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Yokohama Bay Notations
Qualité quand ça marche: 3.0
Consistance des Vagues: 5.0
Niveau de Difficulté: 3.0
Foule a l'Eau: 3.0

Général: 4.0

Voir toutes les 18 notations

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Surf Report Feed

Statistiques de Houle pour Yokohama Bay, Octobre: Vagues avec Vents Légers ou Favorables.

This image shows only the swells directed at Yokohama Bay that coincided with light winds or offshore conditions through a typical October and is based upon 2480 predictions, one every 3 hours. The direction of the spokes show where quality surf generating swell comes from. Five colours show increasing wave sizes. The smallest swells, less than 0.5m (1.5 feet), high are coloured blue. Green and yellow illustrate increasing swell sizes and red represents the biggest swells, greater than >3m (>10ft). In both graphs, the area of any colour is proportional to how frequently that size swell occurs.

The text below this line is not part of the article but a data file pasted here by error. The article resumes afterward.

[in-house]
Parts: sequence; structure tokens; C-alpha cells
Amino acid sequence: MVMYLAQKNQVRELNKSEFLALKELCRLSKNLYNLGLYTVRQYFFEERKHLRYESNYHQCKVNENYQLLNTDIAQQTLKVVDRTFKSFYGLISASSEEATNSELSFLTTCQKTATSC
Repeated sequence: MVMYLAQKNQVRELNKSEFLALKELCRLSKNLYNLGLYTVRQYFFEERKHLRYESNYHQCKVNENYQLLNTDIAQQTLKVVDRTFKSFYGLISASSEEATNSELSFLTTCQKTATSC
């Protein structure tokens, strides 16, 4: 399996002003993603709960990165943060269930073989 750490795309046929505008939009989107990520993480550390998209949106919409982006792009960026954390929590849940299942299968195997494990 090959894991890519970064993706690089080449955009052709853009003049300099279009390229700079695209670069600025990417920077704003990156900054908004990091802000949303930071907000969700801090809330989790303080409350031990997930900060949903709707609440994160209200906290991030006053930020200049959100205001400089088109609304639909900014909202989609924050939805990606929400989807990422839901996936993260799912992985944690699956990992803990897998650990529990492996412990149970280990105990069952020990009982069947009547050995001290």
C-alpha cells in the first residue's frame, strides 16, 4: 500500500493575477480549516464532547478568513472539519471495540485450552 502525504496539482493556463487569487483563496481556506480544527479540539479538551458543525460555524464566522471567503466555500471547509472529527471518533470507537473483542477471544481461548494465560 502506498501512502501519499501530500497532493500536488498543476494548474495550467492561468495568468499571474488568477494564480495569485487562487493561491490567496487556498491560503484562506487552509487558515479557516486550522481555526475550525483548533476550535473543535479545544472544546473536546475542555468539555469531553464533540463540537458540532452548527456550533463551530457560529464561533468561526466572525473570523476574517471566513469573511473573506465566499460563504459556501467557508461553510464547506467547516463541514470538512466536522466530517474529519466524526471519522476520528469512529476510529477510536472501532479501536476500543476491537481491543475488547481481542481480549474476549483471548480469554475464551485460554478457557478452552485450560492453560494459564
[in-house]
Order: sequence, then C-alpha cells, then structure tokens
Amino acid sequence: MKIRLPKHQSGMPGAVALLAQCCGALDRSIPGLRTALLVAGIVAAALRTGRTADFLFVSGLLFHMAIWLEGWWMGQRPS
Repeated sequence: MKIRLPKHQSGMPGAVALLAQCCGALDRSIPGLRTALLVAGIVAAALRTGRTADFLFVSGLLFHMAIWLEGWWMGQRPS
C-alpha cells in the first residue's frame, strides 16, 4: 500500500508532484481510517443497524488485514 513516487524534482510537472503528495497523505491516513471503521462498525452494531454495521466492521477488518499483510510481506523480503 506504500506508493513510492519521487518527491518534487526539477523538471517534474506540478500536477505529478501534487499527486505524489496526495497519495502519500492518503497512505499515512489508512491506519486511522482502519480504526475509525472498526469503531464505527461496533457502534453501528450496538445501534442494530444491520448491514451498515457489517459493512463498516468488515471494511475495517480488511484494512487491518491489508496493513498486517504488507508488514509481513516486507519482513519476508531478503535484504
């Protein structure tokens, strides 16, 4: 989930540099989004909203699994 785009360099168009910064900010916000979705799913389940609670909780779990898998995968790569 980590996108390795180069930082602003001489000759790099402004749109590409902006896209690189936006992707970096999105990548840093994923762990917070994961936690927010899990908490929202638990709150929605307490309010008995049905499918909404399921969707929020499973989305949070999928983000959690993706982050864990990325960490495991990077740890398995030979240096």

The diagram suggests that the dominant swell direction, shown by the largest spokes, was NW, whereas the the prevailing wind blows from the ENE. The chart at the bottom shows the same thing but without direction information. For example, swells larger than 1.5 feet (0.5m) coincided with good wind conditions 50% of the time, equivalent to 16 days. Open sea swells exceeding >3m (>10ft) are unlikely to happen in a normal October but 11% of the time we expect swell in the range 2-3m (6.5-10ft) 11%, equivalent to (3 days). Taking into account the ratio of these swells that coincided with expected offshore winds, and given the fact that Yokohama Bay is exposed to open water swells, we think that that clean surf can be found at Yokohama Bay about 50% of the time and that surf is spoilt by onshore wind 5% of the time. This is means that we expect 17 days with waves in a typical October, of which 16 days should be surfable.

IMPORTANT: Beta version feature! Swell heights are open water values from NWW3. There is no attempt to model near-shore effects. Coastal wave heights will generally be less, especially if the break does not have unobstructed exposure to the open ocean.